The American Medical Association issued a statement to physicians on Wednesday cautioning doctors on how to navigate a 90-day grace period for government-subsidized health plans. A patient with subsidized insurance who is falling behind in payments is guaranteed coverage for medical bills for 30 days – but insurers can ultimately deny payment during the remaining 60 days. Some doctors and the AMA say insurance companies could delay and then retroactively deny claims made during the 60-day period – a bill then held stuck with physicians.
Medical Billing Blog
The Obama administration announced Wednesday that it has rewritten an array of far-reaching rules under the Affordable Care Act, the most significant of which will let people keep bare-bones health insurance policies for three more years. Americans with health insurance policies that don't meet consumer standards set by the president's healthcare law would be allowed to keep their plans into 2017, three years later than originally envisioned, so that people can buy these noncompliant plans through October 2016 and be covered by them until the following September, when Obama’s tenure in the White House will have ended. The healthcare law was designed to phase out health insurance plans in 2014 if they did not include a basic set of benefits and limits on how much consumers can be required to pay out of pocket for their medical care. After the controversy broke, the administration announced in November that state regulators could allow insurers to renew old policies in 2014. Only about half the states have agreed to the extensions. Some, particularly those with liberal, Democratic insurance regulators, have balked at allowing what they consider substandard plans to remain on the market.
Approximately 3 million people have now enrolled in health insurance plans sold through marketplaces created by President Obama’s health law, the administration announced Friday. The milestone indicates nearly a million additional people have signed up since the end of December. It also suggests that the marketplaces are continuing to recover from a disastrous launch on Oct. 1. That still leaves the Obama administration lagging behind its initial projections for overall health law enrollment--but also closer to hitting monthly sign-up expectations it set back in September. The numbers are reassuring for supporters of the Affordable Care Act, who were worried that the pace of sign-ups for private plans would slow in January and February, before picking up again as the March 31 enrollment deadline for 2014 coverage approached. But they are still shy of initial projections from the Centers for Medicare and Medicaid Services, which originally expected 4.4 million people to sign up for a plan by the end of January. Moreover, the administration has not provided data on how many of the people who have signed up for plans through the exchanges have actually made a payment, which is required to ensure coverage.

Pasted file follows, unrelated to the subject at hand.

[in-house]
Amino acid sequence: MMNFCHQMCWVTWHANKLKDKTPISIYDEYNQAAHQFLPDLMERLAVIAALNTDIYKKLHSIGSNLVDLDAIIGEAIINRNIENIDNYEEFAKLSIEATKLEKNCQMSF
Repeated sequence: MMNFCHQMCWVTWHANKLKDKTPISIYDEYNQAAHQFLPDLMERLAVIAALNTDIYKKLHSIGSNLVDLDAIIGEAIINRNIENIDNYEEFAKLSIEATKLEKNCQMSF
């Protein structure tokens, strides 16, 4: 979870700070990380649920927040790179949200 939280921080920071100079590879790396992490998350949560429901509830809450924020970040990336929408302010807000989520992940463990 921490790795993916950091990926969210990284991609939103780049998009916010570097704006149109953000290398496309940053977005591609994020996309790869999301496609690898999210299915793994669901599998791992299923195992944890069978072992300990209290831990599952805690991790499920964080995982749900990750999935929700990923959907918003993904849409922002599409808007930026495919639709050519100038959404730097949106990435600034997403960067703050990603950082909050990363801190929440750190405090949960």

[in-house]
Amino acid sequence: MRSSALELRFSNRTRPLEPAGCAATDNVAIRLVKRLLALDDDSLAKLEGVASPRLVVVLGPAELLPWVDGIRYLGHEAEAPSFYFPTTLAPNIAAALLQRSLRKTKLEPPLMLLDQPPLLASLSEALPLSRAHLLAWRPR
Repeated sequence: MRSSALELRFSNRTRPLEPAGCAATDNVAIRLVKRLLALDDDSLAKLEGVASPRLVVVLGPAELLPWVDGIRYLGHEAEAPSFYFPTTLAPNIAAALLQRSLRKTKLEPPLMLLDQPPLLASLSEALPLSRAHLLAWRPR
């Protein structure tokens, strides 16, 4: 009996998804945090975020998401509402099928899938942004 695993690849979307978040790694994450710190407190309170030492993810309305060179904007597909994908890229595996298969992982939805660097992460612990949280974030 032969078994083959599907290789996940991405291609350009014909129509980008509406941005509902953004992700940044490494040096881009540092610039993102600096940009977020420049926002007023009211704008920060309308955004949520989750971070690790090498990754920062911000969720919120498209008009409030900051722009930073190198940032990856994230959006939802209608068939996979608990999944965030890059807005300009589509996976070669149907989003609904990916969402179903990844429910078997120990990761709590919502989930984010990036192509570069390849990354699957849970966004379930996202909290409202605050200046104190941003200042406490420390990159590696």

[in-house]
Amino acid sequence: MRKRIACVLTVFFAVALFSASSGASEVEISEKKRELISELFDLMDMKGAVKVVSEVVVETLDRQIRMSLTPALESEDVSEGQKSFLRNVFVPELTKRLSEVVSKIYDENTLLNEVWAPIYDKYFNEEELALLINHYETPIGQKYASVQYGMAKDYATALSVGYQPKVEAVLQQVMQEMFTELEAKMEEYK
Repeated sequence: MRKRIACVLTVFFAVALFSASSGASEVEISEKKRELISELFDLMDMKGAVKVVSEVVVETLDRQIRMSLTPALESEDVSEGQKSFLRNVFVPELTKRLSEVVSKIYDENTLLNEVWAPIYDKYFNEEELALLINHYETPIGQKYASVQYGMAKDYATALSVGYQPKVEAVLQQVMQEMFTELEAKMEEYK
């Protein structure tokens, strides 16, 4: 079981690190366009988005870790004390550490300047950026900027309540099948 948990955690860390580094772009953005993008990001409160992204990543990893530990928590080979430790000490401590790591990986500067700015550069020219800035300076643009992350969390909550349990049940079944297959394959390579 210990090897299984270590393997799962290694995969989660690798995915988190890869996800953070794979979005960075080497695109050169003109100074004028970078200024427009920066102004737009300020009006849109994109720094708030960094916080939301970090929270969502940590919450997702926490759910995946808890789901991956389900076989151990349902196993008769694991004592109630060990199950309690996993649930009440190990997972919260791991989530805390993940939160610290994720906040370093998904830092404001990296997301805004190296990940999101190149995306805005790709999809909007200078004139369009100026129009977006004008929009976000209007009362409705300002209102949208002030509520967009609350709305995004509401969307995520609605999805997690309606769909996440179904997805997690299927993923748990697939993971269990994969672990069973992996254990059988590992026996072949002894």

Late morning on Thursday, November, 14th, President Obama proposed a plan to allow insures to extend policies that existed on October 1st to existing customers through the end of 2014. In the majority of cases, these plans are less expensive policies, but offer none of the new essential benefits that are guaranteed under the Patient Protection and Affordable Care Act. Before any cancellation notice was ever sent out, the writers of the PP-ACA included a ‘grandfathered’ clause in the original law. Even though they did not meet the law’s standards, if they were purchased before March 2010 and neither the policy holder nor the insurer made any substantial changes, it was legal for the policy to be sold. On Thursday, the President expanded the net of policies that fall under this clause.
As members of the Obama administration testify before Congress to the rampant technical problems plaguing healthcare.gov, new criticisms are being thrown at the administration for failing to keep their promise that the Affordable Care Act would not require people to change their health plan if they were happy with their coverage. Reports are circulating on all major news outlets highlighting how individuals are receiving cancelation notices from their insurers, often leaving individuals stunned and upset. No one currently knows how many of the estimated 14 million people who buy their own insurance are getting such notices, but the numbers are substantial. Insurers are reporting discontinuation rates of 20-80% of their individual business. Below is a guide to help you better understand the bigger picture.